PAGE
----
AMHERST, Mass. - The splitting of a species into two new species may occur in far fewer generations than scientists previously believed, according to a study led by University of Massachusetts postdoctoral researcher Andrew Hendry. Hendry, an evolutionary ecologist, conducted his study on two populations of sockeye salmon in the Pacific Northwest. The findings are published in the Oct. 20 issue of the journal, Science. His co-authors are Paul Bentzen and Thomas Quinn, both of the University of Washington, John Wenburg of the University of Montana, and Eric Volk of the Washington State Department of Fish and Game.
"There is a widely-held perception that when one population splits into two different environments, traits evolve quickly and, as a result, the two new populations become less likely to interbreed. That is, they become reproductively isolated. This process, called ecological speciation, may be one of the easiest and fastest ways that new species arise. Our results suggest that this perception may not only be correct, but in spades," said Hendry. "The classic examples of ecological speciation are for groups that have existed for 10,000 years. Even the fastest examples are for some insects over 200-400 generations. In these cases, we know reproductive isolation evolved sometime in the past, but we don't know how quickly."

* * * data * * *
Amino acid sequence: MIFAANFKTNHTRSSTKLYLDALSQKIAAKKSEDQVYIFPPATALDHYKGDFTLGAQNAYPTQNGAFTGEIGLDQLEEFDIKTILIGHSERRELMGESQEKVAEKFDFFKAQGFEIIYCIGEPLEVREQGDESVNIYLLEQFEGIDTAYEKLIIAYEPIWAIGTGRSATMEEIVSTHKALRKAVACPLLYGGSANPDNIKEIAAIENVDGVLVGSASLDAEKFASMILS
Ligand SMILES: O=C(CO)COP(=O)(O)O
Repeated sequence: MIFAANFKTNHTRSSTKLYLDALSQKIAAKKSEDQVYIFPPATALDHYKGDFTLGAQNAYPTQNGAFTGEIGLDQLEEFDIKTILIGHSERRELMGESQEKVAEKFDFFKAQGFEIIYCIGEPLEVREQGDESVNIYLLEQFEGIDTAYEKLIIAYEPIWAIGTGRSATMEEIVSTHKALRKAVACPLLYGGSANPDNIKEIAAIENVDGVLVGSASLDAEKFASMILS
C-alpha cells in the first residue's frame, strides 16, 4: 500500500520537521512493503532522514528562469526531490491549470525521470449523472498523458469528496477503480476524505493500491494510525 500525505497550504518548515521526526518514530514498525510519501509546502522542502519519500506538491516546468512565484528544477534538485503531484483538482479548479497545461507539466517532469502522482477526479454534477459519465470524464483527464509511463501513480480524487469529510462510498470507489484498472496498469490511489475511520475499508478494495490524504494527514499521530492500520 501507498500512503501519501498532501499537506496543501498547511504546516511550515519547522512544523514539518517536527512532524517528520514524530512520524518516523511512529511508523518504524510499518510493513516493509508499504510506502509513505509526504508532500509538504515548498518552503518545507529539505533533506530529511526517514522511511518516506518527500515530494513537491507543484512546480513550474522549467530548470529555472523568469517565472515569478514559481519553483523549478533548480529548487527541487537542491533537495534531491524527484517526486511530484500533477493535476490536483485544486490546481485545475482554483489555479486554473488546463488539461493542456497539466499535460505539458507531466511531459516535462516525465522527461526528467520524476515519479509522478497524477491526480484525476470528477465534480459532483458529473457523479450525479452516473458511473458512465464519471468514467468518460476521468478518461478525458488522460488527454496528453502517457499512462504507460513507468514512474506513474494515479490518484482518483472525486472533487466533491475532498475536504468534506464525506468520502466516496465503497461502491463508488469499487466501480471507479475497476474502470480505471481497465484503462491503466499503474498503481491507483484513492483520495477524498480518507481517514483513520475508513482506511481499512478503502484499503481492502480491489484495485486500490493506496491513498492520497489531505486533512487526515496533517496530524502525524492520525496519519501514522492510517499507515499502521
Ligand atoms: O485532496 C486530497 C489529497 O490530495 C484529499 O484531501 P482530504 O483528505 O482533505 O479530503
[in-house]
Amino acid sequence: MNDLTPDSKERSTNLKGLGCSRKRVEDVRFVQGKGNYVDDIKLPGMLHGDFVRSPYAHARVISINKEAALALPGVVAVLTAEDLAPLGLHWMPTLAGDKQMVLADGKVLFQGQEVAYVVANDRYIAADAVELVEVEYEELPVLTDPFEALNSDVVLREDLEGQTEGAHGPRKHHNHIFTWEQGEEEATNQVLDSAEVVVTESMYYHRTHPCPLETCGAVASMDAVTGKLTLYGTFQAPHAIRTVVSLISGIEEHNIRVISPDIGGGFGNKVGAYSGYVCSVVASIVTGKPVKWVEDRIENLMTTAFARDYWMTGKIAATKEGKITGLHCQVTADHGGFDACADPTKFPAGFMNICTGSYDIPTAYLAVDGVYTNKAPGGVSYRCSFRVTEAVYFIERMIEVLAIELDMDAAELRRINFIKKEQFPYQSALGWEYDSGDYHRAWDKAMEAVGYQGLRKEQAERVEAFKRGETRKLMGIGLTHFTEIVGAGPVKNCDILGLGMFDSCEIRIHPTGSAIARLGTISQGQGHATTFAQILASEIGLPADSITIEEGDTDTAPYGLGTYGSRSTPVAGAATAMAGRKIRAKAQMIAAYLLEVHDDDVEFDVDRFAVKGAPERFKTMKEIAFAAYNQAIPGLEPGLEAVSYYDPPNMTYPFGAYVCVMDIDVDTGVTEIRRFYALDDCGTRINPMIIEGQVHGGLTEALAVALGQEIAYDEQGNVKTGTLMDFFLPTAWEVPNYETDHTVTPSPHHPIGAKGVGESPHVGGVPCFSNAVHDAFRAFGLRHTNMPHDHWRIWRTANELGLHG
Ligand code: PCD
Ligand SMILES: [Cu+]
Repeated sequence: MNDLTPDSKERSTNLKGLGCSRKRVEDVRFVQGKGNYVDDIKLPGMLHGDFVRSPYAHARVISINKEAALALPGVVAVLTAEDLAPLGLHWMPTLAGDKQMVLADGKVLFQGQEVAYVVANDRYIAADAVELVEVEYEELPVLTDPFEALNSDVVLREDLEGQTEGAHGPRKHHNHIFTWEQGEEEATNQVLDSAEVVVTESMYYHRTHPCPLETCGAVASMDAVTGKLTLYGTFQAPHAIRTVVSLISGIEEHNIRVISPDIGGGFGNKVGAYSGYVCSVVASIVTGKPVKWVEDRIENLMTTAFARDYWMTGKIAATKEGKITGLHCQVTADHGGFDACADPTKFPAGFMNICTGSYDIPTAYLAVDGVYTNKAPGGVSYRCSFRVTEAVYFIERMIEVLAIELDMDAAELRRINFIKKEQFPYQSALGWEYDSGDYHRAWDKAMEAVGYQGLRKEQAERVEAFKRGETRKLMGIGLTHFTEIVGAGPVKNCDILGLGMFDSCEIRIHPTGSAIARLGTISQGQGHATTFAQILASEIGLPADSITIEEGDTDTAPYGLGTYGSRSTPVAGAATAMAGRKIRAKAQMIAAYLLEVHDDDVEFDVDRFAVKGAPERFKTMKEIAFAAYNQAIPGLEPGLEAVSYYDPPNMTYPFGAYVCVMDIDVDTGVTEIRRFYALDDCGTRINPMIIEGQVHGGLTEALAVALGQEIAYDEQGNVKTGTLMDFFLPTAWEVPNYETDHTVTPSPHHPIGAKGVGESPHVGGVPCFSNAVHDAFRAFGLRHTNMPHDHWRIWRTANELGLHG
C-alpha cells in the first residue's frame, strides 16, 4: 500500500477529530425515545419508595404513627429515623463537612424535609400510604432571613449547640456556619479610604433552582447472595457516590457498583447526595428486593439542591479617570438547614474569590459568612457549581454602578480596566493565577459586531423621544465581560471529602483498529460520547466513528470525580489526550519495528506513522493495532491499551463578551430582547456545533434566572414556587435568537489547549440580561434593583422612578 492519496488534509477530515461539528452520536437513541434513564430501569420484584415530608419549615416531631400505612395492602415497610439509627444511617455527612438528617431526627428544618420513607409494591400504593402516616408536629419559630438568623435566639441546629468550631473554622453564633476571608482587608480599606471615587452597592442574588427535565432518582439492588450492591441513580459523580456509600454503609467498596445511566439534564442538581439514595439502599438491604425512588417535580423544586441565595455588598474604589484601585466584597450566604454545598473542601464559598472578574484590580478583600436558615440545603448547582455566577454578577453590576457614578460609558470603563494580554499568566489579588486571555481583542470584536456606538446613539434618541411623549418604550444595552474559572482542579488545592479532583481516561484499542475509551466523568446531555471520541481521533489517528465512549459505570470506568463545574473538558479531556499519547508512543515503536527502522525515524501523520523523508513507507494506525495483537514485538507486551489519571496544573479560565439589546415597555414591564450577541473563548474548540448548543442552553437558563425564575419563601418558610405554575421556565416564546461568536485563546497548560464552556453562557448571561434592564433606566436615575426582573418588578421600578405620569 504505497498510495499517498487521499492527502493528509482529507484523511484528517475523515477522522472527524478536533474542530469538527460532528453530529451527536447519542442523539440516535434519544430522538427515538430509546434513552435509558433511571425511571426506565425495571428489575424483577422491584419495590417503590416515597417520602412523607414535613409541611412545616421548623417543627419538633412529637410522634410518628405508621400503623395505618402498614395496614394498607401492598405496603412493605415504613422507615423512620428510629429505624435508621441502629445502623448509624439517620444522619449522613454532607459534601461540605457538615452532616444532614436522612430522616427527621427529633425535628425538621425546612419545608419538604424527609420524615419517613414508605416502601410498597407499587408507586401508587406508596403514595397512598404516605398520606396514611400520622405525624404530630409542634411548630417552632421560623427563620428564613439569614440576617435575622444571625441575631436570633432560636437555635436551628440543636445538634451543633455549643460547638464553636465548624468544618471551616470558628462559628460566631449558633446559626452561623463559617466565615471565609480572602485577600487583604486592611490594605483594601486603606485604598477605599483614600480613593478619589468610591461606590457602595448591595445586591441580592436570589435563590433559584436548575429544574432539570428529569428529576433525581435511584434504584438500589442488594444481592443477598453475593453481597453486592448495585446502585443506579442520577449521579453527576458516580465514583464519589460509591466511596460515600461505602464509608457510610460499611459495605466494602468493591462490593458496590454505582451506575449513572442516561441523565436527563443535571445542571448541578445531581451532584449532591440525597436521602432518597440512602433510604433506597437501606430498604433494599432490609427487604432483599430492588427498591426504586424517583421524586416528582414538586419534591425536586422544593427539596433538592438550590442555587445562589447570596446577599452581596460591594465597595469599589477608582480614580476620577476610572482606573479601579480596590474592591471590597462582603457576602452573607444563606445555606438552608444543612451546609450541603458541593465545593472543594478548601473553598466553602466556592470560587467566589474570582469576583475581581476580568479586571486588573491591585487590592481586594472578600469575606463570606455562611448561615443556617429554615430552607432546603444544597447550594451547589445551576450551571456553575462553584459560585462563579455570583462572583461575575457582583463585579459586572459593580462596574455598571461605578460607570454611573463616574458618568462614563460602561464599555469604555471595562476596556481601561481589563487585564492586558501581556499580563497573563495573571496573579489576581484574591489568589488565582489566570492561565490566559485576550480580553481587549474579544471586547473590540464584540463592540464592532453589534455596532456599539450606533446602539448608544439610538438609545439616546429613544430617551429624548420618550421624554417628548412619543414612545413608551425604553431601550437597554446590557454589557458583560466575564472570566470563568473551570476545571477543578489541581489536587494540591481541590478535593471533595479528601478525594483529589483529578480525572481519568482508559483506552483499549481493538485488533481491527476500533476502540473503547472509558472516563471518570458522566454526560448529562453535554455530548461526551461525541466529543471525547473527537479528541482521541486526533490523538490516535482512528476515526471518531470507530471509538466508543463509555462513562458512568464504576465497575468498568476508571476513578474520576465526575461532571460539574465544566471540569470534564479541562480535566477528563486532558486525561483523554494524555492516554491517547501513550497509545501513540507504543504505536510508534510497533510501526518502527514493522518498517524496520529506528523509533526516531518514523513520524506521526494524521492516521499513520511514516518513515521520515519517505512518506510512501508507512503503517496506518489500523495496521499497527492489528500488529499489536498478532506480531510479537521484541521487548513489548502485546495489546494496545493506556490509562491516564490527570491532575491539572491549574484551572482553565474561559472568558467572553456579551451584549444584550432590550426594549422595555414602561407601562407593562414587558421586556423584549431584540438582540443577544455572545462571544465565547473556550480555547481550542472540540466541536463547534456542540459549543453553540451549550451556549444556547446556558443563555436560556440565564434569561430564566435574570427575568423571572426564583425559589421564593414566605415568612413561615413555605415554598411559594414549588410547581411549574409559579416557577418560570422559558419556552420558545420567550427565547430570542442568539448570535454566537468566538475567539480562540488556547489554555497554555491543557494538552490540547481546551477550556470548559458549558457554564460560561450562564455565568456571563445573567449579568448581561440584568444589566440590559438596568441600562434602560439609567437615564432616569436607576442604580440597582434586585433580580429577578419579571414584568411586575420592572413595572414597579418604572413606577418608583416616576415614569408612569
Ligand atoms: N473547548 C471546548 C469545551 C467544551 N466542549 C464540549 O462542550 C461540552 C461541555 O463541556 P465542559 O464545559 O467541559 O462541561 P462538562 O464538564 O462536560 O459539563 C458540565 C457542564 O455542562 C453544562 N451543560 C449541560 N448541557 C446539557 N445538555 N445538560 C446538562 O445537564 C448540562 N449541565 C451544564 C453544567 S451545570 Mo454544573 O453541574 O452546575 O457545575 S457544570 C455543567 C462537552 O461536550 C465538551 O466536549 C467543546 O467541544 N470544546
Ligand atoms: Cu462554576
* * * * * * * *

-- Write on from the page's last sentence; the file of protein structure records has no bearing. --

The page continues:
In contrast, Hendry's team found evolutionary adaptations and reproductive isolation in salmon after only 12-14 generations: some 60-70 years. Specifically, scientists studied salmon introduced into Lake Washington, in Washington State, during the 1930s and 1940s. Soon after the initial introductions, two populations became established, one spawning in a river and one along a lake beach. "Sockeye salmon bury their eggs and spawn in different kinds of locations, and in a variety of environments, even in a small system such as this," Hendry explained. "When new populations bec
Contact: Elizabeth Luciano
University of Massachusetts at Amherst